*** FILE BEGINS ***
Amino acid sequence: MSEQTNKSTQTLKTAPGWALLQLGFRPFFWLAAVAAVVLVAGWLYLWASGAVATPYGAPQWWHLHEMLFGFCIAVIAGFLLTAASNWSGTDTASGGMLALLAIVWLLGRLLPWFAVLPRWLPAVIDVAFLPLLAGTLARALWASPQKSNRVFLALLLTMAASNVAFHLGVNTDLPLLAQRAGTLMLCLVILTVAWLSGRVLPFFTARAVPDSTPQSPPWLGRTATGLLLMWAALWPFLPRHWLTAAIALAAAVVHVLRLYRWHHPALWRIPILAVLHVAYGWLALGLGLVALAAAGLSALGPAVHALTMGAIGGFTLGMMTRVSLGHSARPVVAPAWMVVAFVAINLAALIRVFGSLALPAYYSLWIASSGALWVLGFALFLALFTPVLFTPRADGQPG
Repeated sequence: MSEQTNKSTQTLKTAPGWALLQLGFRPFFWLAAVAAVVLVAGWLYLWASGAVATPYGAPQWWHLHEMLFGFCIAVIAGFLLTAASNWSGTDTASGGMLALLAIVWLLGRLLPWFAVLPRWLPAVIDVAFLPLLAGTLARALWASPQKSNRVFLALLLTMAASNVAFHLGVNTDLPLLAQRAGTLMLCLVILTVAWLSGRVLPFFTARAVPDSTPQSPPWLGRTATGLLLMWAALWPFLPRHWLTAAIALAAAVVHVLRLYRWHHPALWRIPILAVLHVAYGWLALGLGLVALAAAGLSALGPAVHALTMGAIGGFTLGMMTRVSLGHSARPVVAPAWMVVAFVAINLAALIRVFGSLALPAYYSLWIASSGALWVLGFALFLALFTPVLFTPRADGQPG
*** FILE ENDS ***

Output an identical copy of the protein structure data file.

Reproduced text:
Amino acid sequence: MSEQTNKSTQTLKTAPGWALLQLGFRPFFWLAAVAAVVLVAGWLYLWASGAVATPYGAPQWWHLHEMLFGFCIAVIAGFLLTAASNWSGTDTASGGMLALLAIVWLLGRLLPWFAVLPRWLPAVIDVAFLPLLAGTLARALWASPQKSNRVFLALLLTMAASNVAFHLGVNTDLPLLAQRAGTLMLCLVILTVAWLSGRVLPFFTARAVPDSTPQSPPWLGRTATGLLLMWAALWPFLPRHWLTAAIALAAAVVHVLRLYRWHHPALWRIPILAVLHVAYGWLALGLGLVALAAAGLSALGPAVHALTMGAIGGFTLGMMTRVSLGHSARPVVAPAWMVVAFVAINLAALIRVFGSLALPAYYSLWIASSGALWVLGFALFLALFTPVLFTPRADGQPG
Repeated sequence: MSEQTNKSTQTLKTAPGWALLQLGFRPFFWLAAVAAVVLVAGWLYLWASGAVATPYGAPQWWHLHEMLFGFCIAVIAGFLLTAASNWSGTDTASGGMLALLAIVWLLGRLLPWFAVLPRWLPAVIDVAFLPLLAGTLARALWASPQKSNRVFLALLLTMAASNVAFHLGVNTDLPLLAQRAGTLMLCLVILTVAWLSGRVLPFFTARAVPDSTPQSPPWLGRTATGLLLMWAALWPFLPRHWLTAAIALAAAVVHVLRLYRWHHPALWRIPILAVLHVAYGWLALGLGLVALAAAGLSALGPAVHALTMGAIGGFTLGMMTRVSLGHSARPVVAPAWMVVAFVAINLAALIRVFGSLALPAYYSLWIASSGALWVLGFALFLALFTPVLFTPRADGQPG